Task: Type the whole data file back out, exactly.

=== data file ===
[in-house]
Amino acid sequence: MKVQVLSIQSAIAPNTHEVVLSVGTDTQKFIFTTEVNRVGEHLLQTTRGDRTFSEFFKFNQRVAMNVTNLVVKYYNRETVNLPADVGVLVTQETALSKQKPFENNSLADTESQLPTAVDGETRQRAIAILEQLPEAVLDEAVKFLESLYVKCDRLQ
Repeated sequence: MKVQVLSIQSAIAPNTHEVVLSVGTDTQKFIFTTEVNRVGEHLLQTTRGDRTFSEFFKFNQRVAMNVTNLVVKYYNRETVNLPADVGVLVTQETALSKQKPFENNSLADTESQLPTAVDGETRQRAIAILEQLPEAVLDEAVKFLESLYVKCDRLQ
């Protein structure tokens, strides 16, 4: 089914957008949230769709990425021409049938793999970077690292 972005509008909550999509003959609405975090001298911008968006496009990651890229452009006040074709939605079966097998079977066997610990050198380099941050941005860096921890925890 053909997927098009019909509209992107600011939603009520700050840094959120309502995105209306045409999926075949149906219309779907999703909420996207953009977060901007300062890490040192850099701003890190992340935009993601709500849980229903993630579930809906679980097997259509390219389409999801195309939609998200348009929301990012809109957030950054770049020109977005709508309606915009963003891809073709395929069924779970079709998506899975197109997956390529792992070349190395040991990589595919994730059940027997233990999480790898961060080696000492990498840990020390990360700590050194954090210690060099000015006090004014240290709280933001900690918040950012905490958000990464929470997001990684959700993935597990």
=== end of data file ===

[in-house]
Amino acid sequence: MKVQVLSIQSAIAPNTHEVVLSVGTDTQKFIFTTEVNRVGEHLLQTTRGDRTFSEFFKFNQRVAMNVTNLVVKYYNRETVNLPADVGVLVTQETALSKQKPFENNSLADTESQLPTAVDGETRQRAIAILEQLPEAVLDEAVKFLESLYVKCDRLQ
Repeated sequence: MKVQVLSIQSAIAPNTHEVVLSVGTDTQKFIFTTEVNRVGEHLLQTTRGDRTFSEFFKFNQRVAMNVTNLVVKYYNRETVNLPADVGVLVTQETALSKQKPFENNSLADTESQLPTAVDGETRQRAIAILEQLPEAVLDEAVKFLESLYVKCDRLQ
């Protein structure tokens, strides 16, 4: 089914957008949230769709990425021409049938793999970077690292 972005509008909550999509003959609405975090001298911008968006496009990651890229452009006040074709939605079966097998079977066997610990050198380099941050941005860096921890925890 053909997927098009019909509209992107600011939603009520700050840094959120309502995105209306045409999926075949149906219309779907999703909420996207953009977060901007300062890490040192850099701003890190992340935009993601709500849980229903993630579930809906679980097997259509390219389409999801195309939609998200348009929301990012809109957030950054770049020109977005709508309606915009963003891809073709395929069924779970079709998506899975197109997956390529792992070349190395040991990589595919994730059940027997233990999480790898961060080696000492990498840990020390990360700590050194954090210690060099000015006090004014240290709280933001900690918040950012905490958000990464929470997001990684959700993935597990």